In addition to the MJO-related anomalies, tropical convection anomalies associated with El Niño–Southern Oscillation (ENSO), which is the dominant mode of tropical atmosphere–ocean interaction on interannual time scales, also excite large-scale teleconnection patterns with significant weather impacts over North America (Ropelewski and Halpert 1987; Halpert and Ropelewski 1992; Trenberth and Caron 2000). Several studies find that ENSO may modulate the extratropical response to the MJO (Schrage et al. 1999; Tam and Lau 2005; Roundy et al. 2010; Moon et al. 2011; Riddle et al. 2013), which suggests that the state of both ENSO and the MJO should be considered to maximize the potential of skillful forecasts in this 1–4-week window. A few of these studies (Schrage et al. 1999; Roundy et al. 2010; Moon et al. 2011) indicate that the combined MJO and ENSO influence is not a simple linear combination of the separate responses, although Riddle et al. (2013) finds linearity to be a reasonable approximation for the combined effect of the MJO and ENSO on the frequency of PNA-like geopotential height cluster patterns. Both ENSO and the MJO excite PNA-like patterns, although with some differences in their spatial structure, which suggests that the MJO and ENSO excite different members of the PNA continuum (Johnson and Feldstein 2010). Whereas the MJO has a significant impact on the NAO/AO, a similar link has not been observed between ENSO and the AO (L’Heureux and Thompson 2006).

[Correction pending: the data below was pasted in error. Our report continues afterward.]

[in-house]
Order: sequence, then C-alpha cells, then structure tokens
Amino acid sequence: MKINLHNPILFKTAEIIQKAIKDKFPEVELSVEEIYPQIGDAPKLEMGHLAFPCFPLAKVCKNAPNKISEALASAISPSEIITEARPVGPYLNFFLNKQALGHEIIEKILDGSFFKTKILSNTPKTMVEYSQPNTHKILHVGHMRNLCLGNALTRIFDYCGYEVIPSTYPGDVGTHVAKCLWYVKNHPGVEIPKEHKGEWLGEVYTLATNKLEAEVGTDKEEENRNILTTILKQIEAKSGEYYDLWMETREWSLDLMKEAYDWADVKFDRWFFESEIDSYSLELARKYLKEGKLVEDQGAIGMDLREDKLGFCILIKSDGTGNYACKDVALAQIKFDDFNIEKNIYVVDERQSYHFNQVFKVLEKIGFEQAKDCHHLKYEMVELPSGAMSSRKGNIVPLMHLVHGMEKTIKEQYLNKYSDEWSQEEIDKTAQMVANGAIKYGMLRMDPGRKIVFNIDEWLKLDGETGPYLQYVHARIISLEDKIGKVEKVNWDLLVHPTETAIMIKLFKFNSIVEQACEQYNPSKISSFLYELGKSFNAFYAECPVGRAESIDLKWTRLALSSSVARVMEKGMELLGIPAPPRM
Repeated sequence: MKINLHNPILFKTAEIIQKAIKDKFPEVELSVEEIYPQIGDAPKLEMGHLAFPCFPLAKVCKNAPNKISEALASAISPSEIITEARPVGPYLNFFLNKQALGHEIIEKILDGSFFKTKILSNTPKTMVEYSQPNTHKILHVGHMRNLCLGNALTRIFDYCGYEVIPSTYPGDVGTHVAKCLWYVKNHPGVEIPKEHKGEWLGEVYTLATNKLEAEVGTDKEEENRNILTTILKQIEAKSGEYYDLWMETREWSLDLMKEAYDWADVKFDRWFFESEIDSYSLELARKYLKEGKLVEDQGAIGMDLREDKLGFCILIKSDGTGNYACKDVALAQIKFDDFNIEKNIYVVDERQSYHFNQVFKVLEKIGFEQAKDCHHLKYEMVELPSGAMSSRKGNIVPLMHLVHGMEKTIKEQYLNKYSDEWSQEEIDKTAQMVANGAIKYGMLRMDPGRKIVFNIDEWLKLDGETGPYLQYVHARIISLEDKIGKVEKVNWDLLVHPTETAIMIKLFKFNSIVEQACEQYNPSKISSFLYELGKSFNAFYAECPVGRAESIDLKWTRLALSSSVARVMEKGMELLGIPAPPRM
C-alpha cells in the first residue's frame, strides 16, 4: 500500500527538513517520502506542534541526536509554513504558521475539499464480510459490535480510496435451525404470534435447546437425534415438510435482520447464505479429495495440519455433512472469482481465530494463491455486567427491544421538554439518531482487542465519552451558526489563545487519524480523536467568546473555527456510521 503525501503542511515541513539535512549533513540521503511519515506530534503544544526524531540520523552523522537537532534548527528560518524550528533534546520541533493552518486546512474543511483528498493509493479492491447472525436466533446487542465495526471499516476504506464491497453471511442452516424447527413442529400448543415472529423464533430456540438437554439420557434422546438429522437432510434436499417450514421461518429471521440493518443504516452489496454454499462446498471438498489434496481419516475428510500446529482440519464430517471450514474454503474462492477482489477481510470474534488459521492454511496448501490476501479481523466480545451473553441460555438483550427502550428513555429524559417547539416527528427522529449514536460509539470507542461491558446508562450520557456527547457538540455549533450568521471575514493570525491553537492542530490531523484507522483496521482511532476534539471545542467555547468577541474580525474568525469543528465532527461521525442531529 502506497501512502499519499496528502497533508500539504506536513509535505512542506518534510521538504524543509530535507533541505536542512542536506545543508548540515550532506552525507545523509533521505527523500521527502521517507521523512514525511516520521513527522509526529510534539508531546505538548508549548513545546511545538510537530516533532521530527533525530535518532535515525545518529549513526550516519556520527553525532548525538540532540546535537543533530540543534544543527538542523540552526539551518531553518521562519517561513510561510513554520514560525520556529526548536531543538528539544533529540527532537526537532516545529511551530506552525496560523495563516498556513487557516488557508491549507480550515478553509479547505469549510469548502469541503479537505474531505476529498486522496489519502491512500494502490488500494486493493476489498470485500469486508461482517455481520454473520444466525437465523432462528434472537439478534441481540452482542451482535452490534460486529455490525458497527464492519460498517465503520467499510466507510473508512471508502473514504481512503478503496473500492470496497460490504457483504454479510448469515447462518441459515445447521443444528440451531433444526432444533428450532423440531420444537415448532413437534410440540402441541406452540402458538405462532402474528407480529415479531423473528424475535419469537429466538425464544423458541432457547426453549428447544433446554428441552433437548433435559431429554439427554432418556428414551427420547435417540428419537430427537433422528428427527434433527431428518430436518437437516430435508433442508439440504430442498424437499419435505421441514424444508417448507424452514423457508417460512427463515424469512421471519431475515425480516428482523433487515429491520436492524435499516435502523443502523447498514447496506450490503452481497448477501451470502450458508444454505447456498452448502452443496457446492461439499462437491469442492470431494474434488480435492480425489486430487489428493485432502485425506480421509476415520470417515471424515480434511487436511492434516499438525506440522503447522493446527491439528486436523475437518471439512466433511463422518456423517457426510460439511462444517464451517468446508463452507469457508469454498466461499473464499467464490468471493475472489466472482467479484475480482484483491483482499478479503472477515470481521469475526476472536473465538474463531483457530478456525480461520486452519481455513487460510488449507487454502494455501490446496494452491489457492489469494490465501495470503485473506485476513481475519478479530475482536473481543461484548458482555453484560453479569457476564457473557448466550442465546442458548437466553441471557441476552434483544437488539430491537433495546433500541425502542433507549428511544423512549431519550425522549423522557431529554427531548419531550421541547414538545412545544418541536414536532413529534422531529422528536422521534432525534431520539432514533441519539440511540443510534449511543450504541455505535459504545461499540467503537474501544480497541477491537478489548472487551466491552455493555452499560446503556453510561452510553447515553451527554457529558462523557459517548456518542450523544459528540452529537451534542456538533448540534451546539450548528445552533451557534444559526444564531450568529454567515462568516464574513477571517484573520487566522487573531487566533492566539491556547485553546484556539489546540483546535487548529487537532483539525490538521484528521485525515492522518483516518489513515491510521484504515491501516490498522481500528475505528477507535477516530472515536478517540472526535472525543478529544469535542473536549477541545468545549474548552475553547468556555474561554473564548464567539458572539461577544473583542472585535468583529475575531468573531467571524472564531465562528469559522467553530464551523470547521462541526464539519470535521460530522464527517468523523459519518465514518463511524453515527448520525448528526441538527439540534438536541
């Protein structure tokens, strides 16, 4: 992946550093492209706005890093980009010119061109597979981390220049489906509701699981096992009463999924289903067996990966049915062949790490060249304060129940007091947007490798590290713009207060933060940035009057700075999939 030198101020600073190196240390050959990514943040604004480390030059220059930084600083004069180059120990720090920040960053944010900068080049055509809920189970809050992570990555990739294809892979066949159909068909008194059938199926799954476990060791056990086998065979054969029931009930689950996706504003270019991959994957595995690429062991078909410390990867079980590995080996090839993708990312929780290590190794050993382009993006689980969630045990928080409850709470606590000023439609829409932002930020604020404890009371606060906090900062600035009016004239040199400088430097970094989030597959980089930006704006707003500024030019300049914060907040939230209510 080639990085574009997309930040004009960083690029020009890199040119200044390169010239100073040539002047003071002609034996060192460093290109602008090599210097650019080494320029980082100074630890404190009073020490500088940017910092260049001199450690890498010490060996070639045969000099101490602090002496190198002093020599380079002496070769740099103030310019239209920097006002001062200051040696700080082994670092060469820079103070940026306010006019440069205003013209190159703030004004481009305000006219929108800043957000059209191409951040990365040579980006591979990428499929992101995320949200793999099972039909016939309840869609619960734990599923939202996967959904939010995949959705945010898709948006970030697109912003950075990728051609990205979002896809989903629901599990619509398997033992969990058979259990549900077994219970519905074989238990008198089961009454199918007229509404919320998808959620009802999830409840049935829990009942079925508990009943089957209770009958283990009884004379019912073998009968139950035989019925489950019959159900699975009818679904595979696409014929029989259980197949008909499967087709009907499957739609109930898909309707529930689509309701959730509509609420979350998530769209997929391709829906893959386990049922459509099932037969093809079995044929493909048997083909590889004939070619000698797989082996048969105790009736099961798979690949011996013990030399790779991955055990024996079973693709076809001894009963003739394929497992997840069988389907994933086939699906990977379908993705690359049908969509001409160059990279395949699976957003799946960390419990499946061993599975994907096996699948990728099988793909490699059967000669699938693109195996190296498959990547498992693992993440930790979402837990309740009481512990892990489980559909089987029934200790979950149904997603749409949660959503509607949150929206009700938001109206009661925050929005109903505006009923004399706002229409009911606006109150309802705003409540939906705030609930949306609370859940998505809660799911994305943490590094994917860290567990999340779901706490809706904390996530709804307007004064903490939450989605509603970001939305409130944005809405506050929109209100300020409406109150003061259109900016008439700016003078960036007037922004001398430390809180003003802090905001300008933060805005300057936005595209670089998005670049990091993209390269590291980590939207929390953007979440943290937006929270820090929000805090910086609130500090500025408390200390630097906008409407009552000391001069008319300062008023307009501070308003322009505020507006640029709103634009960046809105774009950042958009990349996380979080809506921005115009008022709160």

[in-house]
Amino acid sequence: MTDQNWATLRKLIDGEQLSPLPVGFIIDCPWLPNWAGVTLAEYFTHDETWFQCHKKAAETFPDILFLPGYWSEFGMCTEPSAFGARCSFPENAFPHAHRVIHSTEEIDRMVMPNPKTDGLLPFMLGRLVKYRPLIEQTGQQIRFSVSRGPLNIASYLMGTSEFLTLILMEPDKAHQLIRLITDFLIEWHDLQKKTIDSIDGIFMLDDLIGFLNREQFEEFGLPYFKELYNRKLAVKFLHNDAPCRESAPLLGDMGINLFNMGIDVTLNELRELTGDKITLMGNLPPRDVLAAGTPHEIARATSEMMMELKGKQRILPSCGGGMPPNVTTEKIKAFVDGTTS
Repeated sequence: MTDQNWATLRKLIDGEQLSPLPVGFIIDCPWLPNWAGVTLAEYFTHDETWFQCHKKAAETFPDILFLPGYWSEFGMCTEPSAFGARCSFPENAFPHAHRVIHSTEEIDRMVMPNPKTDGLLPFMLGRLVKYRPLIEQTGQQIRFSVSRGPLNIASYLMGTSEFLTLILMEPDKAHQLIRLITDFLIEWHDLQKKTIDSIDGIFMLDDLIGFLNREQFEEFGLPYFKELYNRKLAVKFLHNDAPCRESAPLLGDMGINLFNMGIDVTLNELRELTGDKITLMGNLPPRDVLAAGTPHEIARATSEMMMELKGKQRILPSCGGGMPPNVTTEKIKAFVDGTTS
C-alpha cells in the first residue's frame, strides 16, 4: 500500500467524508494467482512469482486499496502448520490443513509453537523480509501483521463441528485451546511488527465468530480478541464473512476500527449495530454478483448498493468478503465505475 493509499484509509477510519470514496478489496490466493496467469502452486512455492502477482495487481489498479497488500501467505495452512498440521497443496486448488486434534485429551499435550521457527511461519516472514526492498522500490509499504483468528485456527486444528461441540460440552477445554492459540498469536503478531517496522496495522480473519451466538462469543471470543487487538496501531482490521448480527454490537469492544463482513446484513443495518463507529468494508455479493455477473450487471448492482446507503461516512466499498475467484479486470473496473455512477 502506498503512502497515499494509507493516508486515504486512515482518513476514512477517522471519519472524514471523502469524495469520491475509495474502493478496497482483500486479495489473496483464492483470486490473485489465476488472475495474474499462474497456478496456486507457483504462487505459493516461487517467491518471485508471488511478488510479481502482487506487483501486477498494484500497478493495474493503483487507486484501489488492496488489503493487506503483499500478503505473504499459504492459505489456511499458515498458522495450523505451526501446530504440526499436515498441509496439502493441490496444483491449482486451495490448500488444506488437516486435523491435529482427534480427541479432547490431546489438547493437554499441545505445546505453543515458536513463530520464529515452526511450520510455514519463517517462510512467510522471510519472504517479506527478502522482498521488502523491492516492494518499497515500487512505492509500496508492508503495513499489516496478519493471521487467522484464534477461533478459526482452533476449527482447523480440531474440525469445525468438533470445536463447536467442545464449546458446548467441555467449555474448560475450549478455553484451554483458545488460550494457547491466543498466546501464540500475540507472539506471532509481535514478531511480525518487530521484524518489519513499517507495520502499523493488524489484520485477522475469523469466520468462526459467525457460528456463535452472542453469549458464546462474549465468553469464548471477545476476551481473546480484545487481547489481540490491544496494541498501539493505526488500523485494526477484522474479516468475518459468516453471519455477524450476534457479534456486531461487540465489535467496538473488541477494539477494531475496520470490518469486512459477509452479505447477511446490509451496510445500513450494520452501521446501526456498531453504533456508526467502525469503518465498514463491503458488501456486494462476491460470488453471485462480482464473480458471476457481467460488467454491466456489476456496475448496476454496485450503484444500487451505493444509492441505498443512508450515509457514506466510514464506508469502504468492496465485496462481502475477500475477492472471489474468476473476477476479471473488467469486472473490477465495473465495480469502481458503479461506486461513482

Although the aforementioned studies suggest the potential for the MJO to contribute to skillful extended-range forecasts over North America, little work has been done to assess the practical usefulness of MJO information as guidance for operational, probabilistic forecasts. Yao et al. (2011) and Rodney et al. (2013) find that surface air temperature forecasts based on statistical relationships with two of the eight Wheeler and Hendon (2004, hereafter WH04) MJO phases in particular (phases 3 and 7) provide modest skill over southern Canada and the northern United States at a lead time of 10–20 days. Both MJO phases are characterized by an east–west dipole of tropical convection, where phase 3 (phase 7) features enhanced (suppressed) convection over the tropical Indian Ocean and suppressed (enhanced) convection over the central equatorial Pacific Ocean. Despite the evidence of skill, Yao et al. (2011) doubt that such a statistical model could be of practical use in operational forecasting because the resulting correlations with surface air temperature were modest. Rodney et al. (2013), in contrast, suggest that potentially useful forecasts for days 6–15 are possible during MJO phases 3, 4, 7, and 8, but only during strong MJO episodes. Neither study, however, considered the possible combined influence of the MJO with ENSO. In addition, the strong long-term linear trend of wintertime surface air temperature over regions of North America (e.g., Lee et al. 2011) provides another possible source of skill. Therefore, the combined influence of the MJO, ENSO, and linear trend may enable “forecasts of opportunity,” which are periods characterized by higher than usual forecast skill that may be of practical benefit to some regions beyond a 10-day lead time. The purpose of this study is to evaluate the potential usefulness of a statistical, probabilistic forecast model of North American, wintertime surface air temperatures based on the initial state of the MJO and ENSO and on the linear trend in the 1–4-week time frame. We generate probabilistic temperature forecasts for weekly periods, with lead times out to 6 weeks for the December–March winter season between 1980 and 2010. Overall, we find that statistical relationships between North American temperature and the MJO and ENSO may be used to generate forecasts with skill that exceed the typical skill of NWP models for some locations and for some phases of the MJO at lead times of 2–4 weeks, which extend beyond the current NOAA CPC operational forecast products. As discussed below, these forecasts of opportunity exist for approximately three to four active MJO phases, depending on the lead time and the state of ENSO, which corresponds with approximately 25%–30% of all winter days.